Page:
AirDefense, the Atlanta-based company that provides network intrusion protection for wireless networks, is offering a free version of its software to help people using “hot spots” with wireless-equipped laptops.

The move to release AirDefense Personal 1.0 Lite comes in response to a new wireless email phishing scam known as “Evil Twin”.

“The ‘Evil Twin’ attack is an example of the increasing sophistication of wireless attacks,” said Richard Rushing, chief security officer of AirDefense, in a statement. “People are lulled into a false sense of security with personal firewalls. However, wireless attacks such as ‘Evil Twin,’ wireless phishing and AirSnarfing cannot be seen by personal firewalls.”

Airsnarfing is imitation of a hot spot.

AirDefense describes Evil Twin as “a technique whereby an attacker tricks victims into connecting to a laptop or PDA by posing as a legitimate hotspot. Once the victim has connected to the illegitimate hotspot, the attacker coerces the user into revealing personal and confidential information that can be used for the purposes of identity theft or other illegal activities. Information such as credit card details, passwords and pin numbers are highly vulnerable.”

For details on the release, see:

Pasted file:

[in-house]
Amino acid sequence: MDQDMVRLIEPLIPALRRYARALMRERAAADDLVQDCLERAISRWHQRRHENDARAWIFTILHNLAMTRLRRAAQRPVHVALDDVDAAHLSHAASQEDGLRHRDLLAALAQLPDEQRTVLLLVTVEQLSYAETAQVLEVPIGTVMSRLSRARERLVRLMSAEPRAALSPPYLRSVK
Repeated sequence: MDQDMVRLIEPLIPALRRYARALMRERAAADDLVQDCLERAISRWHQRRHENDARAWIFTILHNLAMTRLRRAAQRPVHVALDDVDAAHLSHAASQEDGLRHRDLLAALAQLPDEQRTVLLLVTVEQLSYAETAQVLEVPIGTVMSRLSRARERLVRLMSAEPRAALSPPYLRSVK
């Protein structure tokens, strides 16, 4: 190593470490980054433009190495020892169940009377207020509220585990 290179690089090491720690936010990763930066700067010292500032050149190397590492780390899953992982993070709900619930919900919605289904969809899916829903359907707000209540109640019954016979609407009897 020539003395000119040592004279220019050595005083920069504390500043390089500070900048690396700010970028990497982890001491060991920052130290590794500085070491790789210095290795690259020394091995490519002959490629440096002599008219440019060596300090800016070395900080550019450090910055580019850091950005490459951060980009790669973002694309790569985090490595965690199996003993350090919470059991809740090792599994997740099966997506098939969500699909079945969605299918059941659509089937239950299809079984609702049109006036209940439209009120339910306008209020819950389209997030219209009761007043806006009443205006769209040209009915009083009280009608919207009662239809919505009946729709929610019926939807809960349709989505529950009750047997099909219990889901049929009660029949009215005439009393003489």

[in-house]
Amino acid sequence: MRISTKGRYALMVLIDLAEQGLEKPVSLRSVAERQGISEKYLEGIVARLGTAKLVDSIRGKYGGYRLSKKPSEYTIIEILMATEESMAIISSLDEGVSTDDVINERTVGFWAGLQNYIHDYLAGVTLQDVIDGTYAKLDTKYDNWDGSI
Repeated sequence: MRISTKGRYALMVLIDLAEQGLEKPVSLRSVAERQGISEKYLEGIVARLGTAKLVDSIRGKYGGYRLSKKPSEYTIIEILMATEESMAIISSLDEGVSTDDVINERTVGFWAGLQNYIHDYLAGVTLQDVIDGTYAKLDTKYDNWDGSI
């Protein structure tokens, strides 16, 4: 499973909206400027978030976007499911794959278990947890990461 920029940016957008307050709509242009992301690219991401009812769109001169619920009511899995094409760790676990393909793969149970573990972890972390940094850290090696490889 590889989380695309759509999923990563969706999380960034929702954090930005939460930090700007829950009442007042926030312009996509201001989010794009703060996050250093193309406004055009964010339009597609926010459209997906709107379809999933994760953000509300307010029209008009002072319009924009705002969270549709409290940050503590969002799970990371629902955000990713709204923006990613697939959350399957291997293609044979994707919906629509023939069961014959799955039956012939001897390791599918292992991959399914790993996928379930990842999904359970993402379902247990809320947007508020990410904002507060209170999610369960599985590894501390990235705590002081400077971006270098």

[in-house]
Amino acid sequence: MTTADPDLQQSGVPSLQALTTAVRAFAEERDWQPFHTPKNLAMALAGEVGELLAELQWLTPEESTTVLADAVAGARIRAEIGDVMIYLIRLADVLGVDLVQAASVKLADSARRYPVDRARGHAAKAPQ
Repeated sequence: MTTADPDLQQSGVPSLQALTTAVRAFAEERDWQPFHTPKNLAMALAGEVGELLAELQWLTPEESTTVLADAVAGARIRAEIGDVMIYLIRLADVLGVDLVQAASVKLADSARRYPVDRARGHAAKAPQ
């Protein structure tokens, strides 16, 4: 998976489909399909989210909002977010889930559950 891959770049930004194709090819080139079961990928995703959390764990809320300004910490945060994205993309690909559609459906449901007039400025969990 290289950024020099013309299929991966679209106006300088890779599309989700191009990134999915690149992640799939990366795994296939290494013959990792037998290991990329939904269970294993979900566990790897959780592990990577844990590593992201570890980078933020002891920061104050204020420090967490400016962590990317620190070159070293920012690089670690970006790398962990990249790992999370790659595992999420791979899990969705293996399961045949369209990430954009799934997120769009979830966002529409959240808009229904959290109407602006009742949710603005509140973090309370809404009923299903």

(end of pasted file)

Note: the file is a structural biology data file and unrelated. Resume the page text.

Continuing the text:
Cingular Adds Subscribers But Reports Loss

Cingular’s first quarterly report following its acquisition of AT&T Wireless was a mixture of good and bad news.

The good: Cingular added 1.8 million new customers (double the estimate by analysts as reported by Reuters) and churn rate (subscriber turnover) was only 2.6 percent, again lower than analyst expectations.

The bad: For the quarter, Cingular reported a loss of $497 million, including $1.39 billion in depreciation costs and $245 million in costs related to the merger.

Cingular ended the year with 49.1 million subscribers.

The company also said it plans to spend around $7 billion in upgrades to the combined network.

“The merger is working, and it is everything we had hoped it would be,” said Stan Sigman, chief executive officer of Cingular, in a statement. “We developed a thorough, disciplined integration plan to follow through on our acquisition of AT&T Wireless. Our execution of that plan has been crisp, with all initiatives on or ahead of schedule.”


Need a Guide for VoIP?

Thinking about utilizing Voice over Internet Protocol technology?

Telchemy, a Georgia firm, is offering a guide to VoIP deployment through its web site.

“Deploying VoIP service provides cost savings and end user benefits, but deployment itself can cause many call quality and network related headaches if not planned and implemented properly,” the company says.”

For details, see: “Tech Note: Six Steps To Getting Your Network Ready For Voice over IP” at: